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EAstudies

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EAstudies last won the day on November 3 2017

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About EAstudies

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    Decaf

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  • Application Season
    2019 Fall
  • Program
    East Asian Studies

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  1. It's true that if you can do MA in the US or Canada, that's much better than doing it in East Asia due to how the application process works. So I wasn't denying that part, and that was not the point. The thing is that newmedianewme asked if there's an MA where he or she can finish without getting into debt. And the chance is very slim at least in the US, and I'd say even in Canada, especially if newmedianewme is not a Canadian citizen. That's why I mentioned another route that is far less popular but nonetheless has been taken by some people in EALC. And I've seen people who did MA in Eu
  2. Yes, that's generally very true. It's risky to do MA in countries other than the U.S. and Canada, and this includes "Western" institutions (and even other English-speaking countries like Australia or New Zealand). Nonetheless, as far as I know, this is an uncommon practice in area studies (e.g., East Asian studies; and note that I'm not saying this is a "common" practice). So, for example, if you want to apply for East Asian studies with the focus on Japan and did BA in the U.S. or Canada, doing Masters in Japan isn't a bad idea. However, if you want to go into a traditional department
  3. I'm not well-informed about MA programs, but I've seen quite a few people who got their Masters in East Asian countries and came back to the United States for Ph.D. (and successfully entered TT if that's your interest). This can work especially well if you received your BA in the United States or Canada (and perhaps other English-speaking countries--not sure about this part, though) and trying to come back to the United States for a doctoral degree. I was also seriously thinking of pursuing this option as a plan B. Tuitions there tend to be much cheaper than in the United States, and if you ge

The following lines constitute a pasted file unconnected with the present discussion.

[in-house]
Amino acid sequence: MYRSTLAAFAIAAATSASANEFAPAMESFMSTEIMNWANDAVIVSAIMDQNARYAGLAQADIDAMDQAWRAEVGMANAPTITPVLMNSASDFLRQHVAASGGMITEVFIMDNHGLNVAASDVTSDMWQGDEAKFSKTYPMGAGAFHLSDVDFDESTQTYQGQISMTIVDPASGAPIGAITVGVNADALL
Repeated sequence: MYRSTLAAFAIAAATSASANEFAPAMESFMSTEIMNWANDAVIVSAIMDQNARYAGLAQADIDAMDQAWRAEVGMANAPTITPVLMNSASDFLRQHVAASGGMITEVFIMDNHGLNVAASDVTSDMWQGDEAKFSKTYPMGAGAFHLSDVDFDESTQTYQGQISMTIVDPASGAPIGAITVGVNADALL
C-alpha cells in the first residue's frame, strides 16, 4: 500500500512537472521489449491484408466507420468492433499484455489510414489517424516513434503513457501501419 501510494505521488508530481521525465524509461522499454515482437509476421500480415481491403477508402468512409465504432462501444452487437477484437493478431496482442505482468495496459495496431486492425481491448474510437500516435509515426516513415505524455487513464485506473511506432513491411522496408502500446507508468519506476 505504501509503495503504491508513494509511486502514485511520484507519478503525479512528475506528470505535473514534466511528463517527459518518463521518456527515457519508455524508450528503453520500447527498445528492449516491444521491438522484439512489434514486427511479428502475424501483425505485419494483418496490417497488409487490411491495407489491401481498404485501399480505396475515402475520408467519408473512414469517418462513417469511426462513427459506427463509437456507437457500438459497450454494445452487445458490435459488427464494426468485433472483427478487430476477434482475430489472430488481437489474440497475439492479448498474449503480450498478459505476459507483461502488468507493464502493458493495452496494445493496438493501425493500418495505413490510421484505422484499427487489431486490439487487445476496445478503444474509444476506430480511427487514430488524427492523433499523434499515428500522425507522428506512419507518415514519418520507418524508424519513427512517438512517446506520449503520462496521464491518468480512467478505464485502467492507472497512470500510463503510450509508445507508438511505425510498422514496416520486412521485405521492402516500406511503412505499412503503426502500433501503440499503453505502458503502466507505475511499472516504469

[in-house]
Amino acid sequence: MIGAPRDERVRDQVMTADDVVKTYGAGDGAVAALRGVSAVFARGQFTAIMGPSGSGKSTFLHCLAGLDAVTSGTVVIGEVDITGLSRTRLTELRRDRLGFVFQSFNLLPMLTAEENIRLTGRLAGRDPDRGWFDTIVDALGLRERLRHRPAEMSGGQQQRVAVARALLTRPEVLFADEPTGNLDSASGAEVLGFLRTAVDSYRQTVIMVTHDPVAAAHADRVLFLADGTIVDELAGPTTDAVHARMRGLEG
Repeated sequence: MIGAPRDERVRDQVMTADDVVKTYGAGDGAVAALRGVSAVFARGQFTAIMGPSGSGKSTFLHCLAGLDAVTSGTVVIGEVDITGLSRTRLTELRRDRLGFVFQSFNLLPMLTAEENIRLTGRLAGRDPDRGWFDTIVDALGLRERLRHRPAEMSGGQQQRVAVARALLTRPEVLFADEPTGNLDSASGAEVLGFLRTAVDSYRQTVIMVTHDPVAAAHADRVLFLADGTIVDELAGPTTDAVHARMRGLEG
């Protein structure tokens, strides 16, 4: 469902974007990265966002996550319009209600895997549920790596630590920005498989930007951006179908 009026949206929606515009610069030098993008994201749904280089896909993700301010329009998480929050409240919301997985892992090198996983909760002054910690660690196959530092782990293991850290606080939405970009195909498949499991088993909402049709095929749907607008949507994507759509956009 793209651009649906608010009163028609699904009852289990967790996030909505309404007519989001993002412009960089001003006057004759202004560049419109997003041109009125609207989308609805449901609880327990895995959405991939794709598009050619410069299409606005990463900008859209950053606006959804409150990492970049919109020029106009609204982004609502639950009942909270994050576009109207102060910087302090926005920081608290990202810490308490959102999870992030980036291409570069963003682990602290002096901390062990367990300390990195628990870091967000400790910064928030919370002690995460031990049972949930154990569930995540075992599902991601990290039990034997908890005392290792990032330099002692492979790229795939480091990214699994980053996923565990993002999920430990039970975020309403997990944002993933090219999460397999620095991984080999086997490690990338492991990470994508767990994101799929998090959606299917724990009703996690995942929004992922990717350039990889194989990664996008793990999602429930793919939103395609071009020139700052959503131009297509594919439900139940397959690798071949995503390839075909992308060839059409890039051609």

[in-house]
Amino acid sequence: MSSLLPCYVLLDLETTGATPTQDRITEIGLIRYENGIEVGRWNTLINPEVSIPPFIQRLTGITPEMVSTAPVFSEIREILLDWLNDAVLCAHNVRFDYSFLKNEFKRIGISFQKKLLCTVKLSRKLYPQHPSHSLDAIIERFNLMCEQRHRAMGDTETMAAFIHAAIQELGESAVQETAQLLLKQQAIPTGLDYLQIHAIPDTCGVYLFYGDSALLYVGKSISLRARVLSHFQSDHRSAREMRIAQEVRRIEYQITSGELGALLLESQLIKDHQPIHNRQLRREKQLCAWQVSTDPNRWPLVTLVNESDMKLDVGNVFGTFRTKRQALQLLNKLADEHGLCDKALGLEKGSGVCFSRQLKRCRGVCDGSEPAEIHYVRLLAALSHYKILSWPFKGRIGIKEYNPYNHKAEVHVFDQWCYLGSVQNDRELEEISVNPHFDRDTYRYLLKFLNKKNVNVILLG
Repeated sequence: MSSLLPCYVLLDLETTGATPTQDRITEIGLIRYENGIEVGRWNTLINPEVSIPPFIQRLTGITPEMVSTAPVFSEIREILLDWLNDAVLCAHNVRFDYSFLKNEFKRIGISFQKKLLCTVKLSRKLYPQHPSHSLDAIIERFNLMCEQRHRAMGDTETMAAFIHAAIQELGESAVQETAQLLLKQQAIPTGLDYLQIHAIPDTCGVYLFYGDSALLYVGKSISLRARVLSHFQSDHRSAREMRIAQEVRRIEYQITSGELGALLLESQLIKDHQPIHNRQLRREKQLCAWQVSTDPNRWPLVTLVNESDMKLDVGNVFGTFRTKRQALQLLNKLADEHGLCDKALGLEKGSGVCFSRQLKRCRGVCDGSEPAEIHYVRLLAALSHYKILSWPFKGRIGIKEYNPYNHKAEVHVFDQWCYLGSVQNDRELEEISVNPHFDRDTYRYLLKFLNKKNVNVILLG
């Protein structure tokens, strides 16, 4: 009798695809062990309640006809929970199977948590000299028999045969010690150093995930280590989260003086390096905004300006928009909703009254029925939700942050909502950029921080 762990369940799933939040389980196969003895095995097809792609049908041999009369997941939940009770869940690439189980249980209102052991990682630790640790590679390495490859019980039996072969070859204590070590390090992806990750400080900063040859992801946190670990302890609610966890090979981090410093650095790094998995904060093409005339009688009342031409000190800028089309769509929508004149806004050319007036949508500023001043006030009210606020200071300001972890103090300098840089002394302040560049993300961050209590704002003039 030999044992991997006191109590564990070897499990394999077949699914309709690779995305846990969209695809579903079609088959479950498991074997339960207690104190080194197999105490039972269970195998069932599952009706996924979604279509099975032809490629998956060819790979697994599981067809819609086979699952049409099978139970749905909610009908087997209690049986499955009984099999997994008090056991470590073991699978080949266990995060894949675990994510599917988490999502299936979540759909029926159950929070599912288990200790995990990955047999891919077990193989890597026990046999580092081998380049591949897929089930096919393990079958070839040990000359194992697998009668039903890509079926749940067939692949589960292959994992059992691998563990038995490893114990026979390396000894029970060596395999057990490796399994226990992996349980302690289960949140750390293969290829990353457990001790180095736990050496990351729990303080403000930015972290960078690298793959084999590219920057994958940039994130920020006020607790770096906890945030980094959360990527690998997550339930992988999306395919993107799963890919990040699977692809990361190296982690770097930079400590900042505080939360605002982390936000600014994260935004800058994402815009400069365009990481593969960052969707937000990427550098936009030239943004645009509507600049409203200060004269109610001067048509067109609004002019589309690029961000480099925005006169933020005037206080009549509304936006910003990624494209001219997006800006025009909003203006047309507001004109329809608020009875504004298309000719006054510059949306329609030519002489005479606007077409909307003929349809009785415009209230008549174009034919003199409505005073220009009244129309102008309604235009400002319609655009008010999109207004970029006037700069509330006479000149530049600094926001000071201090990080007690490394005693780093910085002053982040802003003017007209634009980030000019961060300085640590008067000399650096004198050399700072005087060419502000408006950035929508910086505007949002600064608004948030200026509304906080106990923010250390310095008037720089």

4. I'm glad it helped! And I know how it feels since I'm originally from S. Korea, which has a national health insurance system for all citizens and some qualified foreigners. It's pretty intimidating to think about the American health care system. But if you get accepted to a Ph.D. program with a full package, you'll also get health insurance from your school. While each school works with a different insurance company, they tend to be pretty comprehensive. And you can also see a general practitioner at a school's health service/center without an appointment, so your situation would be quite a bi
  5. Unfortunately, I must say the same since I don't know much about their application process. But Archimon, as a current Columbia student who got into their PhD program, might have some knowledge. And as far as I remember, there was a current Columbia PhD student (might be from history dept. with the focus on East Asia, not EALAC) in this thread. If you want, you can try to go over the earlier parts of our conversation and send him or her a private message.
  6. Just my personal opinion: The U.S. is indeed in a precarious state, to put it generously. Nonetheless, I don't think the U.S. will completely "eat itself" in the next six or seven years to the point academia will also collapse. Major U.S. schools have large endowments compared to schools in other countries due to how they operate the schools, and they still have influential scholars, resources, and research networks here. State schools are indeed more dependent on the government grant, but if you're a student from the U.S., I don't think your stipend will be affected any time soon. And re
  7. Congrats, archimon! Terrific program, indeed! It seems like we have a pretty darn strong applicants on this website this year since so many of us are getting into great PhD programs. That being said, I wish everyone luck!
  8. Hey apnew, may I ask how you knew this? I'm expecting the same based on the past results, but I wonder if you heard this from Columbia or sources other than the result board of this website.
  9. Thanks a lot, Postupostu! I hope everything works out for you, too. I'm still waiting on other schools, so let's keep our fingers crossed!
  10. I got an offer from Princeton yesterday (Ph.D.). I still haven't heard back from others, but I can now sit back and relax whatsoever. Best of luck to everyone!
  11. Haha, I'm not too worried at all, to begin with. I was just replying to a question. Things will happen and the process will be over, and I'm pretty certain it will work out one way or the other. And I don't even feel like I've been waiting because I'm so occupied with other projects, which is pretty fortunate. But thanks for the nice words.
  12. Just like postupotsu said, many of the professors had read applications, but the committee will be convening this week/ But, of course, in case of the schools that just finished grading like H, it is reasonable to expect that they haven't started reviewing at this point. But schools have different academic schedules, and many schools finished grading last week or two. So it would be smart for anyone who's wondering what's going on with their schools to check their academic calendars. Also, MA applications and Ph.D. applications mostly have a different timeline, so that might explain a bit. Mos
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